I’m not surprised to learn that this program is popular among trucking companies, because it helps them spot problems that are major predictors of whether the company could later face a serious big rig accident lawsuit. PSP users told the study’s authors that they use it to spot lies on job applications, including omitted crashes or omitted previous employers. The records that concerned prospective employers the most were records showing speeding violations, falsified log books or failure of pre-trip inspections. All of these are employment violations in themselves, which could put off a responsible employer. But they also indicate that the driver is willing to place convenience above safety, which increases the chance of a serious accident that hurts the innocent motorists who share the interstates. And if companies know a driver isn’t safe, hiring him or her anyway can lead to liability for the trucking company in any crash that results.
At Carey, Danis & Lowe, we represent clients who have suffered serious injuries or lost a loved one because of a bad decision by a truck driver or a trucking company. As this post suggests, it’s very often both the trucker and the company, because companies have a legal responsibility to make sure their drivers are fit to operate a heavy vehicle. A tractor-trailer accident lawsuit can’t reverse the catastrophic effects of a crash, but it can help families deal with them. Injured people can recover money for all past and future medical care, compensation for lost abilities or loved ones gone forever, and sometimes damages designed to punish companies for placing profits ahead of safety.

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2510, 2013

Trucking Company Owners Caught Attempting to Avoid Complying With Safety Regulations

October 25th, 2013|Trucking Regulations|Comments Off on Trucking Company Owners Caught Attempting to Avoid Complying With Safety Regulations

I write frequently here about the importance of federal trucking safety regulations. Commercial drivers and their employers are much more heavily regulated than ordinary drivers. Drivers are subject to special rules for medical fitness to drive and drug testing; the trucks are subject to inspections; and companies must keep safety records and undergo periodic safety audits. All of these rules are designed to prevent catastrophic and entirely preventable tractor-trailer crashes. But complying with these rules is more expensive than ignoring them—at least until a tragedy triggers a big rig injury lawsuit—so some trucking companies prefer to ignore the rules. This week, owners of two companies went to court over their attempts to skirt safety regulations. Heronda McWilliams and Isaac McWilliams of Alabama, and Irfan Dushku of Massachusetts, were both convicted of crimes.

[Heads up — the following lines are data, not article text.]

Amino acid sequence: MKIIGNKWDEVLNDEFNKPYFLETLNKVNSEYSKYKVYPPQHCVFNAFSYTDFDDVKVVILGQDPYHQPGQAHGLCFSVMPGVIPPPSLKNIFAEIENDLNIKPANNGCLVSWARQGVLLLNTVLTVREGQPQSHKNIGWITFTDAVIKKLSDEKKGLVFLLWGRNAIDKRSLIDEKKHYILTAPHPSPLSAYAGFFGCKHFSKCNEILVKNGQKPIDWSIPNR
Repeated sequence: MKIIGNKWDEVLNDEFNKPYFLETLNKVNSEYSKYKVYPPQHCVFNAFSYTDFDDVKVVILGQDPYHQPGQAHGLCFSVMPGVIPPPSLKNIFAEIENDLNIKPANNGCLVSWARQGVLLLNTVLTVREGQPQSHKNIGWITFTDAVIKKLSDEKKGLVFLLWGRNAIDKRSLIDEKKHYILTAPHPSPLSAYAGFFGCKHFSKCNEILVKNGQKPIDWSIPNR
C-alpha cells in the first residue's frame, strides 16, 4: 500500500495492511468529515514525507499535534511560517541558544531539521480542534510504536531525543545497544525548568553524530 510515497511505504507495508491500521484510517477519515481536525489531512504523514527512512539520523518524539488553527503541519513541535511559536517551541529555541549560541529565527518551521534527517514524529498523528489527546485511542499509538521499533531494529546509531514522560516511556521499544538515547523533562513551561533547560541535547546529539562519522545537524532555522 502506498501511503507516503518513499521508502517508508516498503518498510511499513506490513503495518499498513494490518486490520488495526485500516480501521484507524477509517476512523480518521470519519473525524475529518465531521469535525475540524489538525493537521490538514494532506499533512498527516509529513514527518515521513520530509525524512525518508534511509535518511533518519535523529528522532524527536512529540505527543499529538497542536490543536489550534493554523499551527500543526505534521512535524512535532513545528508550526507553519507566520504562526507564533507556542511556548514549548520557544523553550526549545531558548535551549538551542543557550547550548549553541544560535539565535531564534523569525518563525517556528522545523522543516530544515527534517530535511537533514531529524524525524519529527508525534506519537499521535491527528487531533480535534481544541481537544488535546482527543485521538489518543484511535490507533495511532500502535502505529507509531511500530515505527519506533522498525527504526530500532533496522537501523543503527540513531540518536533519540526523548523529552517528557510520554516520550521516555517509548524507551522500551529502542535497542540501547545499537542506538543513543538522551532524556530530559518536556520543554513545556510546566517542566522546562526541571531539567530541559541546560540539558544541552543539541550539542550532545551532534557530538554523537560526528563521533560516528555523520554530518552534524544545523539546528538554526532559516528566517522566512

According to Truckinginfo.com, the McWilliamses ran IDM Transportation in 2010, when the Federal Motor Carrier Safety Administration conducted a safety review and found it so lacking that it issued an out-of-service order. The order prohibited the McWilliamses from starting a new company without disclosing their old one, but that’s exactly what they did when they filed with the FMCSA to operate BM&L Trucking. Not surprisingly, when the FMCSA conducted a safety audit of BM&L, it found a slew of safety problems similar to those of IDM. It again issued an out-of-service order to both companies and both McWilliamses, but they continued to conduct trucking business. The McWilliamses were ultimately charged with, and pleaded guilty to, criminal violations of the FMCSA order.
Meanwhile, in Massachusetts, Dushku attempted to avoid regulatory compliance by bribing the FMCSA inspector who came to his business, Korca Enterprises, Inc. He offered the investigator $1,000 to prevent a negative safety evaluation. In the two years prior to the bribery incident, Korca had had 12 random roadside inspections. Of those, seven resulted in trucks being placed out of service immediately, leading to a 58 percent vehicle out-of-service rate. The national average, an FMCSA spokesman said, is 20.72 percent. Korca also had high rates of safety problems in two categories of the FMCSA’s new compliance measurement system, CSA: unsafe driving and hours of service compliance. Dushku was criminally charged with bribery of a public official and pleaded guilty in September. The prosecution recommended six months of home confinement and a year of probation.
These stories show a disturbing lack of safety consciousness among at least some of the people who run trucking companies. Dushku’s attempt to bribe the inspector suggests that he knew Korca couldn’t pass an inspection. But rather than protect himself, his drivers and the innocent motorists around them by ensuring that his fleet was safe, he apparently thought it was better to bribe an inspector. The same is true of the Alabama company owners, who preferred to just change their company’s name rather than fix the safety problems the FMCSA found. If they hadn’t been caught, these unsafe trucks could be sharing our highways, potentially triggering a serious semi truck crash caused by over-tired drivers, medical or substance abuse problems, or badly maintained equipment.